50 Fascinating Facts About Chad

Chad is a lesser-known country in Central Africa that is landlocked. It is bounded by Libya, the Central African Republic, Cameroon and Nigeria, Sudan, and on the Niger. It is the continent's fifth biggest country divided into many zones, spanning from the Sahara Desert to the Sahelian belt and savanna zones. Let us examine the top 50 most fascinating facts about the Republic of Chad.

Fascinating Facts

Chad is the country's name. It is Africa's second-biggest lake and Chad's largest wetland. Lake Chad is indeed a freshwater body of water that straddles Nigeria, Cameroon, & Niger. It has decreased by much to 95% since 1963.
The Sahara Desert encompasses a large portion of northern Chad, accounting for about 1/3 of the country's total land area. It is the world's largest hot desert as well as the world's third-largest desert.
The Toubou tribe of the Tibesti Mountains is renowned for being the world's greatest camel racers. Occasionally, competitions are organized to select the village champions. Tourists from all over the world go to the highlands to witness camel racing.
The nation has never qualified for the FIFA World Cup. They have, nevertheless, produced several well-known soccer players.
There is just one Chadian doctor for every 23,600 inhabitants in Chad.
Chad does have one of the world's highest maternal death rates. Every 100,000 births, 1,100 moms die.
Chad is also renowned as "The World's Babel Tower."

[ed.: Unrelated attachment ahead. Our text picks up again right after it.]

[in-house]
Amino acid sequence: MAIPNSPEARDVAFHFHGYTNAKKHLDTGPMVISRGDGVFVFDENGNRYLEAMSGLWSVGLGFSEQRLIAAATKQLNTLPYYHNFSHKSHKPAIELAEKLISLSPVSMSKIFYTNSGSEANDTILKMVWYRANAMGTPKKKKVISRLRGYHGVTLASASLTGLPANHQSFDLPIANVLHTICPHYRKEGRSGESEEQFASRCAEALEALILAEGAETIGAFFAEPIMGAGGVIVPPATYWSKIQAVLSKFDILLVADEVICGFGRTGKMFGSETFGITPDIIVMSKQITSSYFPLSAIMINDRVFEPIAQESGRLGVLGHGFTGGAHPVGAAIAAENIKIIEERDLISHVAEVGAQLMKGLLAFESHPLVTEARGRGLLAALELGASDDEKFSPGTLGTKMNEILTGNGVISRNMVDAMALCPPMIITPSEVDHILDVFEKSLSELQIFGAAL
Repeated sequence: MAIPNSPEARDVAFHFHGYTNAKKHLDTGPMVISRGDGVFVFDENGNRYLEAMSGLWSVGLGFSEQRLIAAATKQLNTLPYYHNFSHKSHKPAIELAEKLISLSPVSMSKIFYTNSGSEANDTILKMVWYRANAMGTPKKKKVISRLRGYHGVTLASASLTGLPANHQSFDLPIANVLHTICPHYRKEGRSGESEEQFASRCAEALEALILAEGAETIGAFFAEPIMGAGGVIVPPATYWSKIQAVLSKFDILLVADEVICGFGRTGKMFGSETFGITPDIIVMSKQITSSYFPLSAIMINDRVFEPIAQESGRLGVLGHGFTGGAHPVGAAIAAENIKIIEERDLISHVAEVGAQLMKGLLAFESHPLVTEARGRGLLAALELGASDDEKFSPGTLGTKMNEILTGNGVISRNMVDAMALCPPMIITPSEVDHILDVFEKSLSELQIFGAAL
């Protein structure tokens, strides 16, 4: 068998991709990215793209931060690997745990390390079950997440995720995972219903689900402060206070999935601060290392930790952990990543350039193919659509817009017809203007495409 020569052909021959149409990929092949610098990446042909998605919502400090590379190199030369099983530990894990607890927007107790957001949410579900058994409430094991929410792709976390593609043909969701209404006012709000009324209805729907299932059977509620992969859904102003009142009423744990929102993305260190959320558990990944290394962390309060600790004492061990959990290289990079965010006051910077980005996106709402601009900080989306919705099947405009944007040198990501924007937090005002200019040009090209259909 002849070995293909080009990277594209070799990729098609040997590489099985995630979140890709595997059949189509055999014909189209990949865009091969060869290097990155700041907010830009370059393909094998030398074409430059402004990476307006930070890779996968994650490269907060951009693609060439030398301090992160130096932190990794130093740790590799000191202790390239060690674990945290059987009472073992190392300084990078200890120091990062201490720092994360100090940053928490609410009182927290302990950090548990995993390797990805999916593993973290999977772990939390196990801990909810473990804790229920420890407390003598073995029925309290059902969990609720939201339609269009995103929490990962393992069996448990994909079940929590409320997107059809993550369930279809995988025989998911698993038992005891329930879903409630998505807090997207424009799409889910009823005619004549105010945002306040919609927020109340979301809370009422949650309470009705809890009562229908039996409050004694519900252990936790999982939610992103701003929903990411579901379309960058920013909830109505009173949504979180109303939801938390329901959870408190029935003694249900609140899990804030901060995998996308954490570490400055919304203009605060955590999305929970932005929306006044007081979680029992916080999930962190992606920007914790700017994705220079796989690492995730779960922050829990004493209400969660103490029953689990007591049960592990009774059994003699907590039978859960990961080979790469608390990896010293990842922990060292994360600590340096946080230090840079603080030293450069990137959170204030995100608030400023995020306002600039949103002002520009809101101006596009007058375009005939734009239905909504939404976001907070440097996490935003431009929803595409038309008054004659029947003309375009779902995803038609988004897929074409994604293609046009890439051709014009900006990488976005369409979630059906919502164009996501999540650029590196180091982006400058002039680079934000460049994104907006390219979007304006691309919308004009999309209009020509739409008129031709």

Until 1960, the country was indeed a part of France.
The Chadian flag was modelled after the French flag.
Chad is the country's name. Amazingly, the lake is Chad's most significant wetland and Africa's second largest.
Additionally, it is the seventeenth biggest lake in the world.
The lake's size has shrunk dramatically in recent years. It formerly spanned an area of 25,000 square kilometers but has now shrunk to 1,350 kilometers.
The lake is a vital supply of water for millions worldwide in four surrounding nations (Niger, Chad, Cameroon, and Nigeria). Historically, the lake served as the epicentre of Africa's rich salt trade.
Between August and December is the finest time to visit Lake Chad. The lake's water level is at its greatest during this period, and visitors have a possibility of seeing a crocodile or hippo.
Tele-Tchad, the country's sole television station, is state-owned. Radio is the primary source of news coverage in the media.
According to UN estimates, there were more than 250,000 Sudanese refugees in Chad in 2011.
Regrettably, Chad is one of the world's poorest and most corrupt countries.
Since 2003, crude oil has been the country's primary source of revenue. Cotton previously contributed significantly to the nation's prosperity.
Chad is host to some of the most significant archaeological sites in Africa, going back to before 200 BC. Most of these sites are in the Borkou-Ennedi-Tibesti region.
The University of Chad established founded in 1971.
Chad's traditional beverages include bili bili (millet beer) or fruit juices.
Due to Chad's landlocked position, imported commodities incur hefty transportation expenses.
Chad receives the majority of its gasoline from a single local refinery.
In 2003, Chad built a $4 billion pipeline connecting its oilfields to ports on the Atlantic coast.
Men in Chad frequently have many wives.
In Chad, more than two-thirds of young women will be married before they reach the age of 18.